65. McCallum T, Milunsky J, Munarriz R, et al. Unilateral renal agenesis associated with congenital bilateral absence of the vas deferens: phenotypic findings and genetic considerations. Hum Reprod 2001;16:282-8. [Crossref] [PubMed]
  66. Dequeker E, Stuhrmann M, Morris MA, et al. Best practice guidelines for molecular genetic diagnosis of cystic fibrosis and CFTR-related disorders--updated European recommendations. Eur J Hum Genet 2009;17:51-65. [Crossref] [PubMed]
  67. Adams DR, Eng CM. Next-Generation Sequencing to Diagnose Suspected Genetic Disorders. N Engl J Med 2018;379:1353-62. [Crossref] [PubMed]
  68. Straniero L, Soldà G, Costantino L, et al. Whole-gene CFTR sequencing combined with digital RT-PCR improves genetic diagnosis of cystic fibrosis. J Hum Genet 2016;61:977-84. [Crossref] [PubMed]
  69. Esteves SC, Lee W, Benjamin DJ, et al. Reproductive potential of men with obstructive azoospermia undergoing percutaneous sperm retrieval and intracytoplasmic sperm injection according to the cause of obstruction. J Urol 2013;189:232-7. [Crossref] [PubMed]
  70. Kamal A, Fahmy I, Mansour R, et al. Does the outcome of ICSI in cases of obstructive azoospermia depend on the origin of the retrieved spermatozoa or the cause of obstruction? A comparative analysis. Fertil Steril 2010;94:2135-40. [Crossref] [PubMed]
  71. Cariati F, D’Argenio V, Tomaiuolo R. The evolving role of genetic tests in reproductive medicine. J Transl Med 2019;17:267. [Crossref] [PubMed]
  72. Nuti F, Krausz C. Gene polymorphisms/mutations relevant to abnormal spermatogenesis. Reprod Biomed Online 2008;16:504-13. [Crossref] [PubMed]
  73. Dodé C, Hardelin JP. Kallmann syndrome. Eur J Hum Genet 2009;17:139-46. [Crossref] [PubMed]
  74. James E, Jenkins TG. Epigenetics, infertility, and cancer: future directions. Fertil Steril 2018;109:27-32. [Crossref] [PubMed]
  75. Aston KI, Uren PJ, Jenkins TG, et al. Aberrant sperm DNA methylation predicts male fertility status and embryo quality. Fertil Steril 2015;104:1388-97.e975. [Crossref] [PubMed]
  76. Urdinguio RG, Bayón GF, Dmitrijeva M, et al. Aberrant DNA methylation patterns of spermatozoa in men with unexplained infertility. Hum Reprod 2015;30:1014-28. [Crossref] [PubMed]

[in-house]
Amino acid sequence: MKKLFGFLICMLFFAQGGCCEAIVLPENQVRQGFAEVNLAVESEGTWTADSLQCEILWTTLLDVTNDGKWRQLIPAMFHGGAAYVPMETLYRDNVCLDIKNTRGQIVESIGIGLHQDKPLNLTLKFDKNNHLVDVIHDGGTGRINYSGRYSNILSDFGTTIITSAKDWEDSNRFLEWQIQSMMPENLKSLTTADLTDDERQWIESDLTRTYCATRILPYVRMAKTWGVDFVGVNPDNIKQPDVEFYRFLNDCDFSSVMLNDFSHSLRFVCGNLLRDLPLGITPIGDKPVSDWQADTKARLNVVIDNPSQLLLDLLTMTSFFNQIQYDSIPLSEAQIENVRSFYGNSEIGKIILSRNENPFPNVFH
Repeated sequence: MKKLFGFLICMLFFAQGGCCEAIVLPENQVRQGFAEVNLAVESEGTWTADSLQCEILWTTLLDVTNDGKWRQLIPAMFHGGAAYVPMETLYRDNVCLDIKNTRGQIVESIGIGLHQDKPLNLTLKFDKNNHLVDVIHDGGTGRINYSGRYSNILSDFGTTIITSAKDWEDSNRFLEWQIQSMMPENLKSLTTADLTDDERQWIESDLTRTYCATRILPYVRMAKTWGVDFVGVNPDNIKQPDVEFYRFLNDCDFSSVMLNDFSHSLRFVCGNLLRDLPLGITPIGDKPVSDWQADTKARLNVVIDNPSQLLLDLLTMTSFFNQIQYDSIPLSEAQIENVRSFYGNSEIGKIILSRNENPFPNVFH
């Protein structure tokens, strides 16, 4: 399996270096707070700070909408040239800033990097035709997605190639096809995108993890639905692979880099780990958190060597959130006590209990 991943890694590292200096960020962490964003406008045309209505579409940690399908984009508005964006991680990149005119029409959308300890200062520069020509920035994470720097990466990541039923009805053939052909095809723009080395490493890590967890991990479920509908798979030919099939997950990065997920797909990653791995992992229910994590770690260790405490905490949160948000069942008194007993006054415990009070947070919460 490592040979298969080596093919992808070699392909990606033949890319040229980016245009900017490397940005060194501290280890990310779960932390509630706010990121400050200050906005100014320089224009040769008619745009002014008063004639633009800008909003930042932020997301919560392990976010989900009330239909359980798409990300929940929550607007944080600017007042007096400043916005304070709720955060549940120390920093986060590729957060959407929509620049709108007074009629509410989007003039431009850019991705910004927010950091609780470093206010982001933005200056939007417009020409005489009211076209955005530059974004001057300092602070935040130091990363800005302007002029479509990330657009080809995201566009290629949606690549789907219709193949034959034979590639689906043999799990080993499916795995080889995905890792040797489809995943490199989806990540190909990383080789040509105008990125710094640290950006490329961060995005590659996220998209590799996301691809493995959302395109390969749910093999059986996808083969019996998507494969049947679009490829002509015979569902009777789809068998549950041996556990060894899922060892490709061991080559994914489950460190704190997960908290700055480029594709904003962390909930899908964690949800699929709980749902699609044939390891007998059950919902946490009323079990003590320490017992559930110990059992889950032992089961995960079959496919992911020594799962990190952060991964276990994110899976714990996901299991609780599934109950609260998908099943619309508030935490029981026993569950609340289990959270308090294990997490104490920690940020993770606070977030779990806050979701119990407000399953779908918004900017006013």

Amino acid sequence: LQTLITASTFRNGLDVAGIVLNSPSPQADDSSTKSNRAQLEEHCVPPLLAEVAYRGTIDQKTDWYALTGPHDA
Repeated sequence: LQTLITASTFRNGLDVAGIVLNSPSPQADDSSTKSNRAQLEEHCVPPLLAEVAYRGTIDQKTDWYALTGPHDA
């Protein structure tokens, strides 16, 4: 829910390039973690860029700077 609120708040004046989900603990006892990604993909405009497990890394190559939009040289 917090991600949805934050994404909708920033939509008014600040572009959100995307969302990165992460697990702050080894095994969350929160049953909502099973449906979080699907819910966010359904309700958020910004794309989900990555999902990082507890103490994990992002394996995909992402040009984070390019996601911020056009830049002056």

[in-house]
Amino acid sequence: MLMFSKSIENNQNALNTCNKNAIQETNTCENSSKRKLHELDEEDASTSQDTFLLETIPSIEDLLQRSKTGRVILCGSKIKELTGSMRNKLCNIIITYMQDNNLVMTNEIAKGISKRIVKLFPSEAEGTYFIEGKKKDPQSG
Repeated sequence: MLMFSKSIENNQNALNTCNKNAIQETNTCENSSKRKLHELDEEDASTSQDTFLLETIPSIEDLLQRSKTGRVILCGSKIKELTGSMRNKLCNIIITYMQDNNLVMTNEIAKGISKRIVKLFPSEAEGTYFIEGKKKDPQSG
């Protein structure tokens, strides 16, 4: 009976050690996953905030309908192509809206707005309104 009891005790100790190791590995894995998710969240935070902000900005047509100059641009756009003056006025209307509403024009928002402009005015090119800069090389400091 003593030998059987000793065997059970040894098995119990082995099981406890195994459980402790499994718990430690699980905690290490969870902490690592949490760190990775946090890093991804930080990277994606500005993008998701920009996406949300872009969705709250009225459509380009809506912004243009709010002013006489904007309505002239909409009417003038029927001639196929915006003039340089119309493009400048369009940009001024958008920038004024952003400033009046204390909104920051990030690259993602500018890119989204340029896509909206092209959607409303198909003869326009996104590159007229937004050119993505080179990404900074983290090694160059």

77. Hammoud SS, Nix DA, Hammoud AO, et al. Genome-wide analysis identifies changes in histone retention and epigenetic modifications at developmental and imprinted gene loci in the sperm of infertile men. Hum Reprod 2011;26:2558-69. [Crossref] [PubMed]
  78. Gou LT, Kang JY, Dai P, et al. Ubiquitination-Deficient Mutations in Human Piwi Cause Male Infertility by Impairing Histone-to-Protamine Exchange during Spermiogenesis. Cell 2017;169:1090-104.e13. [Crossref] [PubMed]
  79. Schon SB, Luense LJ, Wang X, et al. Histone modification signatures in human sperm distinguish clinical abnormalities. J Assist Reprod Genet 2019;36:267-75. [Crossref] [PubMed]
  80. Steilmann C, Cavalcanti MCO, Bartkuhn M, et al. The interaction of modified histones with the bromodomain testis-specific (BRDT) gene and its mRNA level in sperm of fertile donors and subfertile men. Reproduction 2010;140:435-43. [Crossref] [PubMed]
  81. Wu W, Hu Z, Qin Y, et al. Seminal plasma microRNAs: potential biomarkers for spermatogenesis status. Mol Hum Reprod 2012;18:489-97. [Crossref] [PubMed]
  82. Mokánszki A, Molnár Z, Varga Tóthné E, et al. Altered microRNAs expression levels of sperm and seminal plasma in patients with infertile ejaculates compared with normozoospermic males. Hum Fertil (Camb) 2020;23:246-55. [Crossref] [PubMed]